A rebalanced Indian economy4 min read . Updated: 14 Sep 2009, 10:30 PM IST
A rebalanced Indian economy
A rebalanced Indian economy
The first quarter growth performance was especially awaited for an answer to the critical question: Is there a sign of rebalancing from public to private spending in the economy? With growth in the previous two quarters firmly predicated upon the fiscal boosters, the revival of domestic demand—private consumption and fixed investment—is essential to replace the props and sustain economic recovery as the impact of the stimulus dissipates. Though the answer is in the negative from a first look at the gross domestic product (GDP) numbers, an indepth look is more reassuring.
Also See Private Demand (Graphics)
Adjusted for seasonality, private consumption expenditure growth shows a steady rebound from the sharp contraction of -1.4% in the second quarter of 2008-09. This augurs well for a shift from public to private spending, which can only strengthen in the next quarter, traditionally the busy season. This interpretation of the first quarter GDP numbers clearly suggests that the onus is now upon monetary policy to build upon this foundation and take it ahead.
At first glance, the underlying demand impulses making up the 6.1% real GDP growth in the first quarter of 2009-10 suggest no signs of rebalancing from public to private demand, even as government consumption fell sharply to 0.3% from the average 2.3% it contributed in the previous two quarters. More worrying is the fact that two-thirds of this growth is coming from net exports that have turned positive, mirroring the weakness in private demand. While fixed investment spending added 2.6%, which is historically equivalent to the 2002-03 levels for comparison, private consumption spending contributed a mere 0.9%. On a year-on-year (y-o-y) basis, private consumption growth actually slowed to 1.6% this quarter from the 2.5%-plus growth clocked in the previous two quarters. Where are the impulses of growth in the second round as the impact of the stimulus peters out, one might ask?
These are to be found in the deseasonalized private consumption data, two different cycles of which show a strong underlying trend in private domestic demand that only accelerates in the next quarter, traditionally a busy season. Seen this way, the quarterly impetus (quarter-on-quarter growth rates) shows a persistent bounce-back from the trough of September-December quarter last year; when measured at an annual rate, real private consumption grew 6.4% in the first quarter of 2009-10, up from the 5.3% in the previous one, and exceeding the corresponding 6% growth rate two years ago in 2007-08, when GDP grew by 9.2% (see graph).
Lest one think this to be a maverick trend, the y-o-y growth rates of quarterly consumption also tell the same story, though the pace is lower. In terms of historical recovery patterns following a downturn, y-o-y private consumption growth, at 2.7% in this quarter, equals that at the beginning of fiscal year 2003-04. This rebound is also supported by higher frequency indicators such as the robust growth of automobiles and consumer durables in both urban and rural markets as well as the steady increase in consumer goods’ production to 8.8% in July from 4.4% in June, which will likely be sustained in the busy months ahead.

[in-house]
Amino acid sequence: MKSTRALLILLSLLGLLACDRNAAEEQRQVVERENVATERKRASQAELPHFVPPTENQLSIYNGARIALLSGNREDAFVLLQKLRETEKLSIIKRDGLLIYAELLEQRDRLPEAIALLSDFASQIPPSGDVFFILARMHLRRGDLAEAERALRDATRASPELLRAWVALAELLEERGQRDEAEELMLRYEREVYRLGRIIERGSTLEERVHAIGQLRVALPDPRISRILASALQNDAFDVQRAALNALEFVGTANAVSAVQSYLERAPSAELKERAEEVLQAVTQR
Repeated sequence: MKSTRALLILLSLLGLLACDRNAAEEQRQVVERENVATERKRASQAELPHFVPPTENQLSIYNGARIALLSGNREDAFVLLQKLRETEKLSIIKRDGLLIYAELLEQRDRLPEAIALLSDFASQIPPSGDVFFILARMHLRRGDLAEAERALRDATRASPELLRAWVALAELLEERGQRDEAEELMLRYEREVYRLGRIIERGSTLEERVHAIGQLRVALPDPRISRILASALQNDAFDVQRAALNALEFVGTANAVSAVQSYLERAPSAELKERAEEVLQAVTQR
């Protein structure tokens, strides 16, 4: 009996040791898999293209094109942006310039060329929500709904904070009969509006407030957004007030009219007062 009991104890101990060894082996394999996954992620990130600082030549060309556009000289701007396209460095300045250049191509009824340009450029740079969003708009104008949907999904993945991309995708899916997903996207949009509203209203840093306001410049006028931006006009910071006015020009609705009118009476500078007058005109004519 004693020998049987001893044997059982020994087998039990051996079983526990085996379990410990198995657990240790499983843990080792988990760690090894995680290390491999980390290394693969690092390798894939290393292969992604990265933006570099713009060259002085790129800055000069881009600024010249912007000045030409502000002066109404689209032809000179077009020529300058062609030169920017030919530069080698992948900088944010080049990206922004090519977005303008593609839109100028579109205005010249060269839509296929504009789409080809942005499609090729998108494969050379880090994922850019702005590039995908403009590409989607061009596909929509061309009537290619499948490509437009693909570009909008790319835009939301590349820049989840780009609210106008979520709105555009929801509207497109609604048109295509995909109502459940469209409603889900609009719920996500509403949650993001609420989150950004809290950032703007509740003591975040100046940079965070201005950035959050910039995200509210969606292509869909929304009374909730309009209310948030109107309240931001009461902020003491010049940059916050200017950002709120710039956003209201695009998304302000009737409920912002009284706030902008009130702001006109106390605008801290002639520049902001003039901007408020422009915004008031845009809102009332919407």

That’s not to say the coast is clear. A firm affirmative to the question whether consumption spending has taken off would be tentative at this moment as the impact of the fiscal stimulus is indistinct so far from an independent rebound. But the strong underlying trend in the quarterly impetus does make the near-term path of macroeconomic policies a bit clearer.
To begin with, monetary policy has to nurture and advance this resurgence in private consumption for economic growth to return to a sustainable trend. The fact that private consumption was hit by the price shock of 2007-08 even before the global financial crisis struck in September drives home the point of revival in the income-sensitive component of aggregate demand. Aggregate demand in India is more sensitive to income than interest rate shocks. And the income-sensitive component of aggregate demand is significantly larger than the interest-sensitive component.
Monetary policy also has to support the countercyclical fiscal measures, the capital spending component of which will only now come into play, being subject to a longer implementation lag (for example, design, approval and implementation of new road projects). Fiscal multipliers tend to be larger if monetary conditions are accommodative, so it is crucial that interest rates do not rise due to the fiscal expansion. Apart from extracting the maximum bang for the buck as far as the fiscal stimulus goes, low borrowing costs are also essential for reviving private investment spending, which typically follows consumption with a lag.
For monetary policy to provide short-term demand support means two things: Inflation must be kept under check and interest rates low. But these two objectives appear to be in conflict at this point. The problem is complicated by the fact that most of the price increase is stemming from food inflation, which monetary policy is ill equipped to handle except in containing expectations and preventing the emergence of second-round effects. Herein lies the role for fiscal policy—to address the supply-side issues in agriculture.
The response lag in agriculture is as short as one year in many cases, so some swift, productivity-boosting reform measures might be the best way to cross this inflationary hump, prevent the premature withdrawal of monetary accommodation and extract the maximum from countercyclical macroeconomic policies.
Renu Kohli was until recently with the International Monetary Fund. Comments are welcome at email@example.com